The Plight of the Gulf of California


Let’s talk about the beautiful Gulf of California, which exists in all of its beauty because of the flow of freshwater from the Colorado River.  A flow that is reaching the Gulf less and less nowadays.  You see, since the damming of the Colorado River the amount of water that reaches the mouth of the river in Mexico has dropped, and in certain years no water reaches the mouth.  That’s a problem.

The Gulf of California is important for a number of reasons.  For 891 fish, 181 bird, 34 marine mammal, and seven marine reptile species this is where they live, reproduce, and feed making this one of the Western Hemisphere’s most diverse seas.  Because of this it is also where over 60% of the fish and 90% of the shrimp caught by Mexico are taken in, but the number of fish caught every year is dwindling (this can also be attributed, in part, to overfishing).  The Gulf is also very important to Mexico’s tourism industry with people going there to sport fish, scuba dive, and relax on the beautiful beaches.  But all of this beauty and diversity is at risk because of what is going on upstream in the US.

So what’s going on upstream?  Dams.  Dams hold back the two things that the Gulf needs to survive; water and sediment.  Historically, the Colorado River deposited

Photo via

between 77 and 91 million tons of sediment into the Gulf every year.  This sediment is the nourishment that is needed by plants and small animals to survive.  But today most of the sediment is caught behind the walls of the Hoover Dam and the Glen Canyon Dam, never making it anywhere near the Gulf.

The waters of the Colorado River are also held back by the dams.  This by itself reduces the flow, but there are other factors such as evaporation of the lakes formed behind the dams that also lead to reduced flow.  A report by the US Bureau of Reclamation says that the loss from evaporation alone is over 15%.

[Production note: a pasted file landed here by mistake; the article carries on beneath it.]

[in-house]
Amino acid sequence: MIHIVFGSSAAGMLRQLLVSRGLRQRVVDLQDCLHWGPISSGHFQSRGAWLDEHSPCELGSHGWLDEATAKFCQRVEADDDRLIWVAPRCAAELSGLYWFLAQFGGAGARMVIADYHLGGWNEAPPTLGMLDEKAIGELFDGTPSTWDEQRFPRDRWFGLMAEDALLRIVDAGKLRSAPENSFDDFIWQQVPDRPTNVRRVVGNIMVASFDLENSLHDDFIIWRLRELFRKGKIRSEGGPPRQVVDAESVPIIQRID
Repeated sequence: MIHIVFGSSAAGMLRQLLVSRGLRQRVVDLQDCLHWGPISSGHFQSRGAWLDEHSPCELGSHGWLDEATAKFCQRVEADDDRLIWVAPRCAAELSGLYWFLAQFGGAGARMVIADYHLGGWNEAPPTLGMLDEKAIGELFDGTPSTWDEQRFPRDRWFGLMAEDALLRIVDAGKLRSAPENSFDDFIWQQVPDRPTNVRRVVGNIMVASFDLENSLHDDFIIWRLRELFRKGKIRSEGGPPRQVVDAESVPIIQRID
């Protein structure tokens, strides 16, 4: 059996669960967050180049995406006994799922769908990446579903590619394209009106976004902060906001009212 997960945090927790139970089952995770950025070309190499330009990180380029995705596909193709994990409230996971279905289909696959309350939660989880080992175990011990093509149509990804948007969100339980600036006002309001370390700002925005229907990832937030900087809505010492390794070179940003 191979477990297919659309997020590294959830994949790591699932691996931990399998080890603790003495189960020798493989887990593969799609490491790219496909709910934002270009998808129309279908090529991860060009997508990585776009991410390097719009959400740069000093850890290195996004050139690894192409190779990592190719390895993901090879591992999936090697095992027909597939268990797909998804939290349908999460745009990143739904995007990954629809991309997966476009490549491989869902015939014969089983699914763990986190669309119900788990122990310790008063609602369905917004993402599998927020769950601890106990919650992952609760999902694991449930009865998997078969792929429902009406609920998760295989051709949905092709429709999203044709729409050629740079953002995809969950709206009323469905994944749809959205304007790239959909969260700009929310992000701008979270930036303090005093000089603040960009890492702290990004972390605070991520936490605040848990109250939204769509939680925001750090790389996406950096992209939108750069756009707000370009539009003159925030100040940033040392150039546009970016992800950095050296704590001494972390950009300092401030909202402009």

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The fact that water isn’t reaching the Gulf leads to another problem: salinity.  If the system was working correctly the northern part of the Gulf would be less saline than the southern part due to the freshwater flowing in from the Colorado, but it’s not.  Saline water has negatively impacted the habitats of many plant and animal species that thrived here for centuries while the flow was natural.  Also, the salinity of the lower Colorado River is changing due to lack of flow.  In its natural state the lower Colorado river had a salt content of 50 ppm, but by 1960 that had shot up to over 2,000 ppm.  This is causing millions of dollars in damage to crops that use this water, both in the US and in Mexico.

While there’s little that can be done upstream short of taking down the dams (which won’t happen) conservation efforts in the Gulf have been steadily increasing in recent years by organizations such as The Nature Conservatory and the World Wildlife Fund, but they’ve been faced with challenges.  One is that the fishing industry doesn’t want to lose any money, and they fear conservation means they’ll be able to catch less.  Conservation groups realize this and try to come up with economically viable solutions, but most of the time these solutions are still defeated by the fishing industry.  What the industry doesn’t understand, or isn’t thinking about, is that if they don’t do something now they won’t have any fish to catch at all.

Another problem that the Mexican government faces is how to enforce laws that are put into place to help with conservation.  The coastline of the gulf is thousands of miles long, and it takes a lot of resources to monitor the area, and enforce any laws that are broken.  Also, the Mexican government isn’t at a consensus as to how important conservation of this area is, and so conservation laws are often not passed.  This doesn’t make any sense especially since the Mexican government and businesses want to develop the gulf as a tourist destination (something that I’m sure will also have negative impacts on the environment).

So what happens now?  Well, that’s a good question that I don’t have an answer to.  The dams are staying, and as the climate warms I would bet that the amount of water released isn’t going up.  People have thrown out ideas of using treated water from treatment plants to increase the flow of the river, but that idea hasn’t gained much ground because of a legitimate fear of what will still be in the treated water.  Our best hope is that conservationist can gain ground with the people, government, and industry in Mexico and make some positive impact.  But with the water becoming more and more saline I don’t know how much conservation is going to do.  If the plants and animals can’t survive in the region because it’s too salty what are you conserving?

The Plight of the Gulf of California
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One thought on “The Plight of the Gulf of California

  • April 19, 2013 at 9:03 pm

    N. America is destined to learn from such water sensitive individuals
    who have proven to be successful. We applaud you. Our water situations in rivers and lakes in Can & US is critical; yet our people cannot understand this detiorated state because they still see water coming from their taps.
    One day water trying to flow from our taps will be more expensive than oil. We need to be educated….


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